In this case there is no GUI provided to get the latest snapshot. That’s all. It’s not that a rolling release prevents such a user friendly solution to exist.
Recommending Leap because TW is less user friendly on this end makes no sense to me. Don’t blame it on the snapshot method of providing a rolling release update.
It just means that you rely completely on terminal to.keep your system healthy and safe. Which is fine, as long as this is clear for users.
Again, this is definitely where the Welcome popup fails.
I will probably switch to a rolling release distro that does provide more user friendly method of keeping the system up to date, instead of forcing me to mailing lists and terminal. Simply because I prefer 1 distro for myself and people that really do not even know what OS they are using and just need an OS that stays out of their way.
Hitting a button when reminded once or a couple of times a month should be all that is needed to stay up to date. This is 2023, I really expected TW to be a bit more modern on this front.
I understand your perspective, makes sense, but nowhere on the website is it stated that TW is designed with servers in mind.
I planned to use it as daily driver on laptop, home minipc etc. For me and other ppl that never touched terminal. And never heard of mailing lists.
It’s pretty clear TW is not meant for those purposes. Thanks for clarifying.
This here is a forum where openSUSE Tumbleweed/Leap users try to help each other. I don’t think that many developers (if any) are visiting here let alone openSUSE decision makers.
You might be better off with your “recommendations” on the openSuse Factory mailing list or even the openSUSE bugzilla.
You should keep in mind that each openSUSE Tumbleweed release (and there are many, up to 7 and even more in a week) is a set of the latest openSUSE packages “packed” into a release and tested through OpenQA.
To run a openSUSE Tumbleweed system needs a certain amount of regular maintenance (updates, some minor bug fixes now and then, …). This can be kept to a minimum if one follows the openSUSE Factory mailing list (and this forum) closely.
I installed openSUSE Tumbleweed on the machines of some “pure users” (some of them 80+ with now IT knowledge at all) and those systems serve their users without any problems. However the users will never do system updates themself. I will decide when to update their systems. Most of those systems will be updated (remotely) once a month (or on “special events” like new gcc versions). And updates will only take place after I updated my system without any major problem.
this point put the light on many important things:
i spend one year on TW, and i just realize now that i never saw that line : ‘Tumbleweed appeal most to Power Users’ wich is near to the download link
If there is one thing that i think is badly done in TW, it is the welcome app that i believe need a major overhaul
I think that having one line to put on the terminal to update doesnt make TW a poweruser distro :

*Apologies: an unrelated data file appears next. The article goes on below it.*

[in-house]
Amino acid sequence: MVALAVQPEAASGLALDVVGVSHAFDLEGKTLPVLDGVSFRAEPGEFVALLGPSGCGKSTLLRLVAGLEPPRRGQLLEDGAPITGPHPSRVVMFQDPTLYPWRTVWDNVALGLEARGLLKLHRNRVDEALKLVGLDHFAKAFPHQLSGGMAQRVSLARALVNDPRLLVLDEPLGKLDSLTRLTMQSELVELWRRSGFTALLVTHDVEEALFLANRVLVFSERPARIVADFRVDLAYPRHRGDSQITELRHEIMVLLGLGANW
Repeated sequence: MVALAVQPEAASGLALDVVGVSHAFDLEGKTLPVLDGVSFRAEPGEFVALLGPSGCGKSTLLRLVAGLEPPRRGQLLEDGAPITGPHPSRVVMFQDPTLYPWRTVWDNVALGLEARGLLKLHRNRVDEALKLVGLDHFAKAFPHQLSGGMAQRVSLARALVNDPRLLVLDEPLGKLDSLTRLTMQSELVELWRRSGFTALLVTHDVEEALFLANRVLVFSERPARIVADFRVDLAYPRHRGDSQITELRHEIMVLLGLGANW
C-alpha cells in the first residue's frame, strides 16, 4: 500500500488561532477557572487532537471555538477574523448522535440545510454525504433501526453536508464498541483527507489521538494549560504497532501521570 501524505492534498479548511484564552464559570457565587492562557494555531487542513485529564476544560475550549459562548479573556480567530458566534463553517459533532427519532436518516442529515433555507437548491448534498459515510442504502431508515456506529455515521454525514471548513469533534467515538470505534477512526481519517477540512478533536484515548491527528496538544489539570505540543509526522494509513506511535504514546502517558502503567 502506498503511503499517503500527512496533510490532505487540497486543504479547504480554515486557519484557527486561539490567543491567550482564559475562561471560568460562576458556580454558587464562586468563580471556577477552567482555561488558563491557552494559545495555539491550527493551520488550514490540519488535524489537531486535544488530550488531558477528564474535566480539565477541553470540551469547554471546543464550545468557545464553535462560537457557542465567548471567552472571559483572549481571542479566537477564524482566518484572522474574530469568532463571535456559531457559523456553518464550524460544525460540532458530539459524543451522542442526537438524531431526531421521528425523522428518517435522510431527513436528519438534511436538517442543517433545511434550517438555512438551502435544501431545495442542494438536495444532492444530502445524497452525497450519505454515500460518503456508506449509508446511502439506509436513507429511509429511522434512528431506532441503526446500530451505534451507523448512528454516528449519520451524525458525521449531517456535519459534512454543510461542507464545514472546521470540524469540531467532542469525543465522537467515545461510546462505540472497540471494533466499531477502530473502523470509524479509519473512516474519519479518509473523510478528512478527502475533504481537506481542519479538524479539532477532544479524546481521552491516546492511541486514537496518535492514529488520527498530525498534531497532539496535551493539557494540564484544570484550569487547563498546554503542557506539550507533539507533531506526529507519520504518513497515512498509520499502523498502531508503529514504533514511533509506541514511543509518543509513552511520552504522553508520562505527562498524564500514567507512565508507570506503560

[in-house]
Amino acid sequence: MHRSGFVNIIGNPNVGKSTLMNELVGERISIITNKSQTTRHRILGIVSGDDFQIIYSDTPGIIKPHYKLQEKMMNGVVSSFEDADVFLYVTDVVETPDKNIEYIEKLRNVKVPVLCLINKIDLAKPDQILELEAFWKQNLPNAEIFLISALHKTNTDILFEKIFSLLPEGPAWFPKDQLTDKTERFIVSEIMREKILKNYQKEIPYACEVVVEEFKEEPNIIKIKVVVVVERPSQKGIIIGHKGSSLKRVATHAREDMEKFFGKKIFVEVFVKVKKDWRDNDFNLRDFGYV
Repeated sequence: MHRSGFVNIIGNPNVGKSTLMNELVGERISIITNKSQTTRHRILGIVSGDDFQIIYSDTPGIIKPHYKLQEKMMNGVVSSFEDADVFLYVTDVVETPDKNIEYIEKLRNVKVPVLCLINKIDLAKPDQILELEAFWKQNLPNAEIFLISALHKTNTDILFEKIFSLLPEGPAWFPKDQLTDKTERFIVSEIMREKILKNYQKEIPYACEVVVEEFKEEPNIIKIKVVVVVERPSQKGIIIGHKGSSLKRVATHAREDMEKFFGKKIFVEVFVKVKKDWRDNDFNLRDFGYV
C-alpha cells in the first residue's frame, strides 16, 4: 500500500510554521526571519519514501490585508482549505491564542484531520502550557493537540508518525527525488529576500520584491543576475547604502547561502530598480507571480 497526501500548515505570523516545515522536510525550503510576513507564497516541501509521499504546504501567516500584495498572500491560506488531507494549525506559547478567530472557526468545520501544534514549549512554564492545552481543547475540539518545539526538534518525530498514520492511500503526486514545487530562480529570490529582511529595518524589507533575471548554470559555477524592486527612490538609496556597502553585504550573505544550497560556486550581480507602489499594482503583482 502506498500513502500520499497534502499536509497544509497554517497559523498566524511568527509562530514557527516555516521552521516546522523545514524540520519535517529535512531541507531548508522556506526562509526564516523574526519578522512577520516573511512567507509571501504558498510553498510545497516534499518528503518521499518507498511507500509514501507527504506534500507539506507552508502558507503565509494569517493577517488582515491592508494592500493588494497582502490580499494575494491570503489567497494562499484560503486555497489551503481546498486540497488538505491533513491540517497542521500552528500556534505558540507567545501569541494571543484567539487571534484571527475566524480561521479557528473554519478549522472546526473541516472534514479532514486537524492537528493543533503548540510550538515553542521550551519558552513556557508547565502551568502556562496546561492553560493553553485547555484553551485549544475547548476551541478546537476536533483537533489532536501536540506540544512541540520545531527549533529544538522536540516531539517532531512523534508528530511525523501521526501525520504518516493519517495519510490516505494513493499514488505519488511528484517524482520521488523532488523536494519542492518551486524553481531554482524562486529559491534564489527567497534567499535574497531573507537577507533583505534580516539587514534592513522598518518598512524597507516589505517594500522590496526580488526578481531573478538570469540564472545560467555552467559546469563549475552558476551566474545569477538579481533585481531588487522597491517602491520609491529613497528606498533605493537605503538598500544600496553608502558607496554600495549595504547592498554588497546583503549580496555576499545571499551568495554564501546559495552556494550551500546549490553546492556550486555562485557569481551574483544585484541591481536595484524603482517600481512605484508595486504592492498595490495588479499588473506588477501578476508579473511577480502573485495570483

i’m dfntly a weak user but i’ll dfntly stay on TW : btrs+snapper, kind/thoughtfull community, yast, political reason (i dont trust redhat/ibm canonical/amazon and so on + I like the fact that OBS is made for every distros - values are more than just words-).
thats the reasons i choose tw instead of fedora. So to me Tw is easier than fedora: user mistakes are more forgivable and it has this yast gui tool .
if u want a roling release Rpm distro that you update trough gnome software every time u get a notification , maybe take a look at fedora/ (its not btrfs+snapper+propietary codecs ootb, no yast , the community can be harsh)
i have no point of view on the mailinglist vs gui notification thing. But i know that Rss is a good technology from the 90’s
at the end no distro suits 100% a user need/wish , i accept the few hiccup i had with TW ( learn a comandline to update, learn to enable my printer trough the firewall) and now i roll with it.
Zilexa, I agree with many of the statements you say, although it is true that this forum will only serve to discuss your feelings about openSUSE. You should address your suggestions directly to the developers, without waiting for them to understand them or for you to get an answer (I get messages about issues that have been open for more than 7 years).
I am not a “distro hopper”, but I do occasionally try other distros especially on “rebel” machines where openSUSE ends up failing in the installation process. I have been a user of both LEAP and Tumbleweed for over 15 years and compared to other distributions, openSUSE is the most advanced and flexible of all distributions available. And not only because of Yast, from where you do all the “technical” stuff, but from the moment you start installing. Most installers use “Calamares” as installer, but it is far away from openSUSE’s installer. Being able to import with a click the installation scheme of the previous distro you had installed is priceless. Likewise, being able to import the users you had in the previous installation. Fantastic.
However, as you rightly say, despite the advanced nature of openSUSE (one of the first to adopt BTRFS) and having Yast, it is striking and incomprehensible that it does not have a Yast application to launch Tumbleweed upgrades using a GUI. It is nothing different from the GUI that appears when you renew LEAP versions and asks you about conflict resolution through a window. So, yes it can be done with GUI, but they haven’t implemented it.
You are also right about software management. Right now, software can be managed through “Discover” (which is from Plasma) or “Yast software”. The problem is that “Yast software” is intended for experienced users, it doesn’t make it easy to search and select the software we are looking for. The “Mageia” distro has a software manager that other distros should learn from, because it has a “simple” mode, so you can search for “applications with GUI” and “applications without GUI”, which makes it very easy for the user to find what he is looking for. Also, the package manager uses MariaDB and is lightning fast.
In conclusion, openSUSE still has a lot of room for improvement, but there is no way you will find a distro similar to this Swiss Army Knife.
Dear Zilexa I humbly suggest that tumbleweed is not the distro you should be trying to wean your parents and friends to. You say that you’ve used gnome and linux for years but you CHOSE a disto that for me is great, it is not hung up on pico and does not try to hand hold me (although I was bewildered by the dmesg saga).
If it does not suit you then use a distro that does eg mint, but I’d hate tumbleweed to become more User Friendy AKA an anal pain